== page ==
Monday, January 14, 2008

Radio Free Europe Early history
In 1976, RFE was merged with a very similar Congress funded anti-communist organization called Radio Liberty (RL, founded in 1951 by the American Committee for the Liberation of the Peoples of Russia) and the group name was officially changed to Radio Free Europe/Radio Liberty (RFE/RL).
Soviet authorities regularly attempted to jam RFE/RL broadcasts and these efforts did not end until 1988. From 1985 until 1993 the organization also ran Radio Free Afghanistan.
The collapse of the Soviet Union reduced the budget for RFE/RL: its headquarters were moved to Prague in 1995 and European operations were curtailed (save those of the South Slavic Department). However operations were expanded elsewhere; in 1998 Radio Free Iraq and a Persian service (Radio Farda) were started, in 1999 a service was started in Kosovo, and in 2002 Radio Free Afghanistan was restarted and the Persian Service was incorporated into Radio Farda. In addition, in 1994 the mission of the Board for International Broadcasting was transferred to the Broadcasting Board of Governors.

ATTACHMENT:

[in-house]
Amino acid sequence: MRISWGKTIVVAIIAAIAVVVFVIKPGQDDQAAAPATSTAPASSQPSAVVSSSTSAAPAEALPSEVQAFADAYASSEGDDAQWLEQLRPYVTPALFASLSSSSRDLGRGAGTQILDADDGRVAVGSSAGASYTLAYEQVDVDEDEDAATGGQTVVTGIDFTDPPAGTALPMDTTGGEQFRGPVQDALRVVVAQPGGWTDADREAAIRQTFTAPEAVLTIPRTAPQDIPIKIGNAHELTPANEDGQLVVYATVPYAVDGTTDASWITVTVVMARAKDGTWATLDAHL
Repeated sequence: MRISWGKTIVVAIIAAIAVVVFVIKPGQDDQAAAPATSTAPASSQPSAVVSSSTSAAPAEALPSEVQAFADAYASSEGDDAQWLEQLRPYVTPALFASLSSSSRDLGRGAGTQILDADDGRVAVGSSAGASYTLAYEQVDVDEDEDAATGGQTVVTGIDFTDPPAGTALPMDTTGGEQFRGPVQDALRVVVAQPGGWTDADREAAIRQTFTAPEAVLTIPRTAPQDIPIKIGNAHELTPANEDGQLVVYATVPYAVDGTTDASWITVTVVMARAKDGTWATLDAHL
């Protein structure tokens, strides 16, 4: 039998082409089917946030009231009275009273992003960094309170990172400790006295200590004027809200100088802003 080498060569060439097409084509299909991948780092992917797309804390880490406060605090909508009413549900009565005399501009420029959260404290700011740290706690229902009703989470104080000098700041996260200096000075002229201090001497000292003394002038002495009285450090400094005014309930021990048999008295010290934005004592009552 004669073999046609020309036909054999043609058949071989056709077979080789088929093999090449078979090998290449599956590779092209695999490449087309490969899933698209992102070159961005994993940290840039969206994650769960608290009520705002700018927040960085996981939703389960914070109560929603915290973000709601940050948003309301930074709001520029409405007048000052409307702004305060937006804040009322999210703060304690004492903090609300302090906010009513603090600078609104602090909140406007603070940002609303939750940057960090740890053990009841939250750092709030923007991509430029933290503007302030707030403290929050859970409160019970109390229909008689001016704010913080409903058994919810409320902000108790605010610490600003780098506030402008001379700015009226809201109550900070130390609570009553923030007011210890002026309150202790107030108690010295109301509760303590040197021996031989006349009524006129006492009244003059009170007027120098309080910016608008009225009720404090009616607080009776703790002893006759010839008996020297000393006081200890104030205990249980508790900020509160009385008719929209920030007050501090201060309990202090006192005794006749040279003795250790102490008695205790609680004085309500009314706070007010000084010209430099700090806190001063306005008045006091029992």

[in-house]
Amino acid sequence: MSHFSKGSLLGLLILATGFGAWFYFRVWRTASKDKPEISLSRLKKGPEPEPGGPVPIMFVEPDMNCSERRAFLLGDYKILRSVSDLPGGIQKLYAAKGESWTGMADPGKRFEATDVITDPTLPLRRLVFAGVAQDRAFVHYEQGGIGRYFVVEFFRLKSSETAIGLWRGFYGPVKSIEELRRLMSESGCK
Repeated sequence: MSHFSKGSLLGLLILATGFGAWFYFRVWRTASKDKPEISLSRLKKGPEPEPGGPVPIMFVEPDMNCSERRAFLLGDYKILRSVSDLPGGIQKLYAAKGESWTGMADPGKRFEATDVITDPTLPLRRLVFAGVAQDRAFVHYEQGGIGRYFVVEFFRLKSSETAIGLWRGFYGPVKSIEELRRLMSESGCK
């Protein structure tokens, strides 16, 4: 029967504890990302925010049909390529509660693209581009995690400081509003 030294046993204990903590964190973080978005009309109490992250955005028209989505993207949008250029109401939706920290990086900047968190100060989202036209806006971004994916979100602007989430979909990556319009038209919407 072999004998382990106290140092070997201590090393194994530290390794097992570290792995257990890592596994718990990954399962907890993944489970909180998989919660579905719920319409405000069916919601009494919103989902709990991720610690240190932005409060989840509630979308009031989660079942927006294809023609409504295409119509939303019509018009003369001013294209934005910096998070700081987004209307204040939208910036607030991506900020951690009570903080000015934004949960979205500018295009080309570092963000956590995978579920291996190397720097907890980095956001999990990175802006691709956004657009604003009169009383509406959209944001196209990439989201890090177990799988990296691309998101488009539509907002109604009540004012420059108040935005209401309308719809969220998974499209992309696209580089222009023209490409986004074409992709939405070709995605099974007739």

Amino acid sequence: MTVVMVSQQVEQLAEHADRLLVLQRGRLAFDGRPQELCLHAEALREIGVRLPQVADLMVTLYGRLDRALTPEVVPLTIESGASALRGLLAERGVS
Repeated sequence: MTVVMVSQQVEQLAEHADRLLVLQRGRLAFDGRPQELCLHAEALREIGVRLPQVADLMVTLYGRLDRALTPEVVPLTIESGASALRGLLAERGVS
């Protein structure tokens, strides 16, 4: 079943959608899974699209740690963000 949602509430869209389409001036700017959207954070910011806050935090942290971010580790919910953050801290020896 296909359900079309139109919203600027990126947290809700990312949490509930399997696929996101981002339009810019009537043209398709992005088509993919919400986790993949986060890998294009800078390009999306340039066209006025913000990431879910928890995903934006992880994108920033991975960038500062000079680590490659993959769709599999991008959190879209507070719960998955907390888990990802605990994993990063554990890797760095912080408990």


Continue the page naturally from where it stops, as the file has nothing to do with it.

In most cases, listening to RFE in eastern European Communist countries was illegal, and had to be done in secret. Often the governments of these states would electronically jam the transmissions. Also, more 'active' measures were taken to combat the transmissions. In 1965-71 an agent of the Służba Bezpieczeństwa successfully infiltrated the station with an operative (Capt. Andrzej Czechowicz).

After merger with Radio Liberty
Communism on the Spot
A Publice Service of
Radio Liberty
the most powerful free voice broadcasting exclusively to Soviet Union
30 EAST 42nd STREET, NEW YORK 17 N.Y. TN-75200
No. 221
COMMUNISM ON THE SPOT. This is _____ speaking for RADIO LIBERTY. Failures in industrial planning continue to be a serious bottleneck to Soviet progress. On the basis of articles in the Soviet press, faulty planning is cutting expected growth to a minimum. Ironically, this state of affairs is not reflected in Soviet Statistics. For example, a 1962 statistical report claimed that the volume of industrial output exceeded by nearly 10% that for a corresponding period last year. How can this discrepancy between statistical claims and the actual situation be explained? Very simply. As in other cases, figures which are of no significance to the national economy are quoted to prove that industrial progress is proceeding as planned. This has been a public service presentation of this station and of RADIO LIBERTY, in its 10th Anniversary Year, the most powerful free voice broadcasting exclusively to the Soviet Union.
Radio Liberty, the Free Voice of the Peoples of the Soviet Union, broadcasts in 17 languages of the USSR from transmitters in West Germany, Spain and Formosa.

RFE people

Cold War
Voice of America
Radio Free Asia
Ogulsapar Muradova

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